Every region of India has it's own variation of this dish. Kadi as is it commonly known is a comforting dish made with sour yogurt and it is thickened with chickpea flour to prevent curdling when yogurt is cooked. It is a great way of using up yogurt that has gone sour. There are many variations of this dish based on the region you belong to. In north India, typically deep fried chickpea fritters are added to it and it is very thick and spicy. In western India, it is typically very light, sometimes slightly sweet and less spicy. In south India, they add vegetables, spices and coconut also.
In Andhra, it is called Majjiga pulusu. It is a spicy, thick soup with lots of vegetables like opo squash/ bottle gourd, carrots, beans, ash gourd/ winter melon, drumsticks and tomatoes to name a few. It is spiced with ginger, green chillies, black pepper and coriander seeds. Ghee is tempered with curry leaves, asafetida, cumin seeds, mustard seeds and fenugreek seeds. It is a wonderful, spicy aromatic preparation.
Some combinations were just meant to be. The pairings of traditional dishes has always amazed me. I don't always follow the rules, because I am impulsive and not well planned, but on the days I do, I see the brilliance of my ancestors. This dish is paired with a simple roasted and cooked toor dal. It is called 'veyinchina pappu', which translates to roasted dal and that's exactly what it is. Dry lentils are slow roasted till aromatic and then cooked. After they are cooked, they are mashed and salt is added as per taste. As simple as that. This dal pairs wonderfully with majjiga pulusu and steaming hot rice.
Ash gourd / winter melon - 1 cup diced along with the skin
Opo squash (bottle gourd / lauki) - 1 cup peeled and diced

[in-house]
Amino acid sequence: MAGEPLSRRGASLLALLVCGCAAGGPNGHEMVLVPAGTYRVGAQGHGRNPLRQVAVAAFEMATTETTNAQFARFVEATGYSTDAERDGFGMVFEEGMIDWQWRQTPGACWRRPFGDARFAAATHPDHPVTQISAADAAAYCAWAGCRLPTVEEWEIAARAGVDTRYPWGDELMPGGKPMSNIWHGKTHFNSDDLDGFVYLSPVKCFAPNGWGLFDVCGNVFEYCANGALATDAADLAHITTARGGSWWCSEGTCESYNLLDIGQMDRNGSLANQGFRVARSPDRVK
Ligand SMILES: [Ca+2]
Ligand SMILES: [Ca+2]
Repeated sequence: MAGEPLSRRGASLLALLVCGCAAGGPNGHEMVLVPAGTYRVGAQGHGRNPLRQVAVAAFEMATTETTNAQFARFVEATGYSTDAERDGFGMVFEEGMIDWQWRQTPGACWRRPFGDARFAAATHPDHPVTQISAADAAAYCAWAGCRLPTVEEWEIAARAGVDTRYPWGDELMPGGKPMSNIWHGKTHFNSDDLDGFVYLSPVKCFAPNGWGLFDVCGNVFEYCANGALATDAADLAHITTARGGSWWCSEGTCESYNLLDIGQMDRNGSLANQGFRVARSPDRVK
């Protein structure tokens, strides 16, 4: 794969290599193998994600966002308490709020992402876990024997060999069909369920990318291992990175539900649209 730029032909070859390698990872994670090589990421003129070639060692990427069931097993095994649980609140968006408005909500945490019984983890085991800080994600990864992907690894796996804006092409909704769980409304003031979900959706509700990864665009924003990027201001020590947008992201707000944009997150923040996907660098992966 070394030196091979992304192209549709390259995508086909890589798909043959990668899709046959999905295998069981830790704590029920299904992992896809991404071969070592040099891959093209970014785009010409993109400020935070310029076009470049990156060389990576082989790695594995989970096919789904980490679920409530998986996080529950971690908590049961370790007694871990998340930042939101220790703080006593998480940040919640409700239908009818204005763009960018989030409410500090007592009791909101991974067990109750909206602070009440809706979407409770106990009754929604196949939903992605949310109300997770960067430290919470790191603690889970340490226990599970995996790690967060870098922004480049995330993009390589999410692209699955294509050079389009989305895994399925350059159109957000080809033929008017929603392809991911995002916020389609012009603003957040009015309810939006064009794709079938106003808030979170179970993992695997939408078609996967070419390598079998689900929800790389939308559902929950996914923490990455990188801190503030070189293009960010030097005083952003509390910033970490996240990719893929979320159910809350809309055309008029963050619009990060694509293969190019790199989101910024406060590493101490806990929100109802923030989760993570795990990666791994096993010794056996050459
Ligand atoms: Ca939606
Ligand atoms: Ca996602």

Carrots - 1/2 cup peeled and diced
Green beans - 1/2 cup cut into 1 inch pieces
Tomato - 1 medium diced
Turmeric - 1/4 tsp
Curry leaves - one spring (4-5 leaves)
Salt to taste
For the blender:
Ginger - 1 tsp (a small chunk)
Green chillies - 2 (as per taste)
Besan (chickpea flour) - 2 tbsp.
Plain yogurt (not fat free, whole milk or low fat is preferable) - 2 cups
Black pepper - 1/4 tsp
Coriander seeds - 1 tsp
Cumin seeds - 1/4 tsp
Coconut (fresh or frozen) - 2 tbsp.
Cumin seeds - 1/2 tsp.
Asafetida (hing) - a few pinches
Mustard seeds - 1/2 tsp.
Fenugreek seeds - 1/4tsp.
Dry red chillies - 1-2 as per taste
Curry leaves - 1 sprig (4 to 5)
Ghee - 1 tbsp.
Place opo squash in a big pot and add enough water to fully submerge them.
Start boiling the opo squash, once the water starts boiling, add ash gourd, green beans and carrots and continue cooking.
If the water level is less, add a little more water till the veggies are just about submerged.
Once the opo squash starts looking a little translucent, add tomatoes and continue cooking till they are thoroughly cooked.
You could also cook the veggies in a pressure cooker, it will be faster.
I start cooking opo squash first because it takes the longest to cook.
In a blender, add all the ingredients in for the blender and pulse a few times. It does not have to be a smooth liquid. Do not over mix it. Fat will start separating from the yogurt and we do not want that.
In a sauce pan, add the liquid in the blender and start cooking it.
Add curry leaves and turmeric and stir continuously.
Keep cooking and stirring at regular intervals so that the mixture does not curdle.
Once it comes to a boil, add the veggies along with the cooking liquid.
Continue cooking till it reaches another boil and simmer for 5 minutes.
Add salt to taste, mix well and stop cooking.
In a small pan, heat the tbsp. of ghee, add the rest of the ingredients in for seasoning and fry till they are sizzling, once the mustard seeds start spluttering and fenugreek seeds start browning, add this mix to the pot of kadi and cover immediately with a lid so that the flavors don't escape.
Enjoy with steaming hot rice and plain dry roasted and cooked toor dal.
Dry Roasted toor dal:
Toor dal is slow roasted till aromatic and a few of the lentils look a light toasty brown. Do not over roast. They will taste bitter. They toast best in an iron pan or a heavy bottom pan. Once they are roasted, wash and cook like you would normally cook dal. Toor dal is best cooked in a pressure cooker. If using one cup of dry dal, use two cups of water and cook in pressure cooker. The number of whistles will depend on the type of cooker used. Once the pressure cooker cools down and the steam is released, open the lid and season with salt to taste. Done. It's that simple!
You don't have to use the same vegetables that I have used. Typically opo squash (lauki) , drumsticks and tomatoes are added,but most veggies taste great. An unexpected veggie that goes well in this dish is green pepper (capsicum). My mom's friend would add it and it tastes great.